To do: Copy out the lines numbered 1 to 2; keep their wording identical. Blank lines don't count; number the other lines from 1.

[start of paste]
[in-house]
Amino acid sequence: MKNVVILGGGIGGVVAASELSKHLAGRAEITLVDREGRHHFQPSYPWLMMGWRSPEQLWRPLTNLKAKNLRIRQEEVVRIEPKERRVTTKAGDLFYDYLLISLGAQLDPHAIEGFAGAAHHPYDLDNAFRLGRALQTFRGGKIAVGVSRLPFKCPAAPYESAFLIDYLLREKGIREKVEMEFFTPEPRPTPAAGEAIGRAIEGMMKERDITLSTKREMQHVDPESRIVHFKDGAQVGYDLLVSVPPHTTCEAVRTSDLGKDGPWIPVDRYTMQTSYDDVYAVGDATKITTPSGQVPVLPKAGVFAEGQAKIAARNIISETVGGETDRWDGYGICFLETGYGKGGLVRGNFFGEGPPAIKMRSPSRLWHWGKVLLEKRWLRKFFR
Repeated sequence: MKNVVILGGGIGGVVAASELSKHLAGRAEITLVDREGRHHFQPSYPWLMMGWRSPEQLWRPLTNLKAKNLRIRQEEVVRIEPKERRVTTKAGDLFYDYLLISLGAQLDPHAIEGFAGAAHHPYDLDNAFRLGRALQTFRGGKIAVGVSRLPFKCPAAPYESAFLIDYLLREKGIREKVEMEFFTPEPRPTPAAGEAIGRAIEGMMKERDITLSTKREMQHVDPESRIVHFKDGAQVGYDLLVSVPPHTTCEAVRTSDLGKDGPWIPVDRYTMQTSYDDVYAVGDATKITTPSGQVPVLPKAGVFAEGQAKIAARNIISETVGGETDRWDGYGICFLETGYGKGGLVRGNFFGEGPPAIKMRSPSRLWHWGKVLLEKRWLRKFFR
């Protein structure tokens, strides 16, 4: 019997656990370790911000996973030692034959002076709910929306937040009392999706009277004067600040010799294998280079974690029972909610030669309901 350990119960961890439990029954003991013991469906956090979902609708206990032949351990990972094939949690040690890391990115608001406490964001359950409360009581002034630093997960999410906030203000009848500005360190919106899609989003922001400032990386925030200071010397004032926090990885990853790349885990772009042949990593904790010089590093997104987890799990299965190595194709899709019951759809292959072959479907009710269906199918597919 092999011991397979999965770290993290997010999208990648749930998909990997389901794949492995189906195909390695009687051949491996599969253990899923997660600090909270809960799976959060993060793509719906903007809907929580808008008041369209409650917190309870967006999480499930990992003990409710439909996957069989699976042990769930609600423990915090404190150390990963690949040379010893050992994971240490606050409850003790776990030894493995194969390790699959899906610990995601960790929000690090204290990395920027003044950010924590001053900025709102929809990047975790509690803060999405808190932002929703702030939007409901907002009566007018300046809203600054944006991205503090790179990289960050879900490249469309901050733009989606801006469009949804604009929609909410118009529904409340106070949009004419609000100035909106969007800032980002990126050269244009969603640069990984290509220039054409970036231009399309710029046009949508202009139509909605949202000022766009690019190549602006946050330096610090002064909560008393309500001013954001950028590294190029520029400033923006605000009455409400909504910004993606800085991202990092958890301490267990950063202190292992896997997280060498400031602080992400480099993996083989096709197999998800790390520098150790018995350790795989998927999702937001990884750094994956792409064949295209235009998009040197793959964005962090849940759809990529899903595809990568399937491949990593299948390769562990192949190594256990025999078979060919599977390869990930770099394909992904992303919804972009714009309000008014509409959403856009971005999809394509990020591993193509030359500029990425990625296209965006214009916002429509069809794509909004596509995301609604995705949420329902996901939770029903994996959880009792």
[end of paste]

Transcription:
[in-house]
Amino acid sequence: MKNVVILGGGIGGVVAASELSKHLAGRAEITLVDREGRHHFQPSYPWLMMGWRSPEQLWRPLTNLKAKNLRIRQEEVVRIEPKERRVTTKAGDLFYDYLLISLGAQLDPHAIEGFAGAAHHPYDLDNAFRLGRALQTFRGGKIAVGVSRLPFKCPAAPYESAFLIDYLLREKGIREKVEMEFFTPEPRPTPAAGEAIGRAIEGMMKERDITLSTKREMQHVDPESRIVHFKDGAQVGYDLLVSVPPHTTCEAVRTSDLGKDGPWIPVDRYTMQTSYDDVYAVGDATKITTPSGQVPVLPKAGVFAEGQAKIAARNIISETVGGETDRWDGYGICFLETGYGKGGLVRGNFFGEGPPAIKMRSPSRLWHWGKVLLEKRWLRKFFR